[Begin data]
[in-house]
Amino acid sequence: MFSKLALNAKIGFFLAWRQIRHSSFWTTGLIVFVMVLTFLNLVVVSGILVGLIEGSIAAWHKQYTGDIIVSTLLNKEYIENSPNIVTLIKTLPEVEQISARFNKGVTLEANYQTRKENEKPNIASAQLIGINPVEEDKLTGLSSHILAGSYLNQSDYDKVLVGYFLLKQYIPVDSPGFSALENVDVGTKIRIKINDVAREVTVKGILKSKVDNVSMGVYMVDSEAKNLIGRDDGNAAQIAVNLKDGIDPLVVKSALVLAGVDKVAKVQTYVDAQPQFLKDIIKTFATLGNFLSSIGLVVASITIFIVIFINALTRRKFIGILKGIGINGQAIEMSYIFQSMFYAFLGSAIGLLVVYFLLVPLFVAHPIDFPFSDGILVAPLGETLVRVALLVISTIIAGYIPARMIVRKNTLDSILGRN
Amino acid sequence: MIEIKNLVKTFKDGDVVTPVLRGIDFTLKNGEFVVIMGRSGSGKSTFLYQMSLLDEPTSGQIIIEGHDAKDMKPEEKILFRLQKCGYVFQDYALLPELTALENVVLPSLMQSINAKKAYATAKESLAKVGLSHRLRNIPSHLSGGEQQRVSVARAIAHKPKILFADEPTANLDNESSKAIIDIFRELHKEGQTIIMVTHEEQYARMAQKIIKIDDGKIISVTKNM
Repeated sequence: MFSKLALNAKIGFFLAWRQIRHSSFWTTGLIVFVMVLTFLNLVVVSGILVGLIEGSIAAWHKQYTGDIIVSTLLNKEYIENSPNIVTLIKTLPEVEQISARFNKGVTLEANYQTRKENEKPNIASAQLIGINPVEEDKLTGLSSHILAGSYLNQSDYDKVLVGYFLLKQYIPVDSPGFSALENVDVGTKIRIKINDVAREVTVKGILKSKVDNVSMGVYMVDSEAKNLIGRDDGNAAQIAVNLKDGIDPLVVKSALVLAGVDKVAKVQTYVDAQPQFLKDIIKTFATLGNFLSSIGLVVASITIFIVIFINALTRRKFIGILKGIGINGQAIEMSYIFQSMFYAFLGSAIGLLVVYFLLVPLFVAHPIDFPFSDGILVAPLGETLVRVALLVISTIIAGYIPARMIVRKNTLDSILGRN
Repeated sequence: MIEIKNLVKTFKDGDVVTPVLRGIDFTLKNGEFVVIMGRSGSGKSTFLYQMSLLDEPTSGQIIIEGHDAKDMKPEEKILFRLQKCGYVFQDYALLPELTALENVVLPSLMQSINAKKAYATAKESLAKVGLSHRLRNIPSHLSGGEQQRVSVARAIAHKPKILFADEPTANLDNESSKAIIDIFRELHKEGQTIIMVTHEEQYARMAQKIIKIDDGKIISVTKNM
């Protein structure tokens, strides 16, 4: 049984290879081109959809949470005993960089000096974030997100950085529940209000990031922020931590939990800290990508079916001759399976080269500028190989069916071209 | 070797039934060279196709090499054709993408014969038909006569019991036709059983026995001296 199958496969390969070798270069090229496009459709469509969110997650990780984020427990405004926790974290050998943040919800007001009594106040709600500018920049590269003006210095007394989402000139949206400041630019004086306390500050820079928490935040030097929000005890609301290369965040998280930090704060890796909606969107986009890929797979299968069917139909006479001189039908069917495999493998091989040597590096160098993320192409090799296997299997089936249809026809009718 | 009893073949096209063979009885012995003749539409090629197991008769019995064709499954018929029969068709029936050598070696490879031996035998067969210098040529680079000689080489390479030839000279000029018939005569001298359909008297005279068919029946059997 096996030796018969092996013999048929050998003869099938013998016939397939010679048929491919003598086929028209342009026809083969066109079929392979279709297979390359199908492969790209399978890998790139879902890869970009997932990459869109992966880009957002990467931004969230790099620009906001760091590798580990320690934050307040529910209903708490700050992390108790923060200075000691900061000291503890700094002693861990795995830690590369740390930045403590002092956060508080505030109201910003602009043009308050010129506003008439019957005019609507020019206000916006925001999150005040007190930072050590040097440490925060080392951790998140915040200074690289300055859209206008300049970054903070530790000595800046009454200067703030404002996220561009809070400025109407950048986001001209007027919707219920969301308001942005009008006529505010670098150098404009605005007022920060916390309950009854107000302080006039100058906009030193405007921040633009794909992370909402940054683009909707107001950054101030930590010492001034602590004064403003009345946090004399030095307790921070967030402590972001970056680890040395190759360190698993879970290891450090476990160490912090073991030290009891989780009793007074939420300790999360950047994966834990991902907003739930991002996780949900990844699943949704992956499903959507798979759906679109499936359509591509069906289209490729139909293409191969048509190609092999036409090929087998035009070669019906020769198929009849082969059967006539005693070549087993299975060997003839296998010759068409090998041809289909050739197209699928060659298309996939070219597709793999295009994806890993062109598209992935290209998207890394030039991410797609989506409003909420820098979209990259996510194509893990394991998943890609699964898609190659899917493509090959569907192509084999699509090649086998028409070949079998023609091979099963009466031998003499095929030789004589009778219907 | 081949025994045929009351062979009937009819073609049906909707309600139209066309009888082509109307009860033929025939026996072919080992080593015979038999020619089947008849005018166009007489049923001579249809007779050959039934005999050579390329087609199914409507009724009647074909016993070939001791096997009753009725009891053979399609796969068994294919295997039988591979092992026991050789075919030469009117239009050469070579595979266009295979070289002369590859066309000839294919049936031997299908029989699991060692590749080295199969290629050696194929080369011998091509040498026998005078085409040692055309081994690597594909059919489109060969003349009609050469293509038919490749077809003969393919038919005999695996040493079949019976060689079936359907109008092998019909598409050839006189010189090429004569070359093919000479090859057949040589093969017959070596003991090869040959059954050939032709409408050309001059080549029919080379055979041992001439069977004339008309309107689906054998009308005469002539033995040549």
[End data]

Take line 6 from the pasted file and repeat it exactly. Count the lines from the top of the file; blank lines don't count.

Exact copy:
């Protein structure tokens, strides 16, 4: 049984290879081109959809949470005993960089000096974030997100950085529940209000990031922020931590939990800290990508079916001759399976080269500028190989069916071209 | 070797039934060279196709090499054709993408014969038909006569019991036709059983026995001296 199958496969390969070798270069090229496009459709469509969110997650990780984020427990405004926790974290050998943040919800007001009594106040709600500018920049590269003006210095007394989402000139949206400041630019004086306390500050820079928490935040030097929000005890609301290369965040998280930090704060890796909606969107986009890929797979299968069917139909006479001189039908069917495999493998091989040597590096160098993320192409090799296997299997089936249809026809009718 | 009893073949096209063979009885012995003749539409090629197991008769019995064709499954018929029969068709029936050598070696490879031996035998067969210098040529680079000689080489390479030839000279000029018939005569001298359909008297005279068919029946059997 096996030796018969092996013999048929050998003869099938013998016939397939010679048929491919003598086929028209342009026809083969066109079929392979279709297979390359199908492969790209399978890998790139879902890869970009997932990459869109992966880009957002990467931004969230790099620009906001760091590798580990320690934050307040529910209903708490700050992390108790923060200075000691900061000291503890700094002693861990795995830690590369740390930045403590002092956060508080505030109201910003602009043009308050010129506003008439019957005019609507020019206000916006925001999150005040007190930072050590040097440490925060080392951790998140915040200074690289300055859209206008300049970054903070530790000595800046009454200067703030404002996220561009809070400025109407950048986001001209007027919707219920969301308001942005009008006529505010670098150098404009605005007022920060916390309950009854107000302080006039100058906009030193405007921040633009794909992370909402940054683009909707107001950054101030930590010492001034602590004064403003009345946090004399030095307790921070967030402590972001970056680890040395190759360190698993879970290891450090476990160490912090073991030290009891989780009793007074939420300790999360950047994966834990991902907003739930991002996780949900990844699943949704992956499903959507798979759906679109499936359509591509069906289209490729139909293409191969048509190609092999036409090929087998035009070669019906020769198929009849082969059967006539005693070549087993299975060997003839296998010759068409090998041809289909050739197209699928060659298309996939070219597709793999295009994806890993062109598209992935290209998207890394030039991410797609989506409003909420820098979209990259996510194509893990394991998943890609699964898609190659899917493509090959569907192509084999699509090649086998028409070949079998023609091979099963009466031998003499095929030789004589009778219907 | 081949025994045929009351062979009937009819073609049906909707309600139209066309009888082509109307009860033929025939026996072919080992080593015979038999020619089947008849005018166009007489049923001579249809007779050959039934005999050579390329087609199914409507009724009647074909016993070939001791096997009753009725009891053979399609796969068994294919295997039988591979092992026991050789075919030469009117239009050469070579595979266009295979070289002369590859066309000839294919049936031997299908029989699991060692590749080295199969290629050696194929080369011998091509040498026998005078085409040692055309081994690597594909059919489109060969003349009609050469293509038919490749077809003969393919038919005999695996040493079949019976060689079936359907109008092998019909598409050839006189010189090429004569070359093919000479090859057949040589093969017959070596003991090869040959059954050939032709409408050309001059080549029919080379055979041992001439069977004339008309309107689906054998009308005469002539033995040549």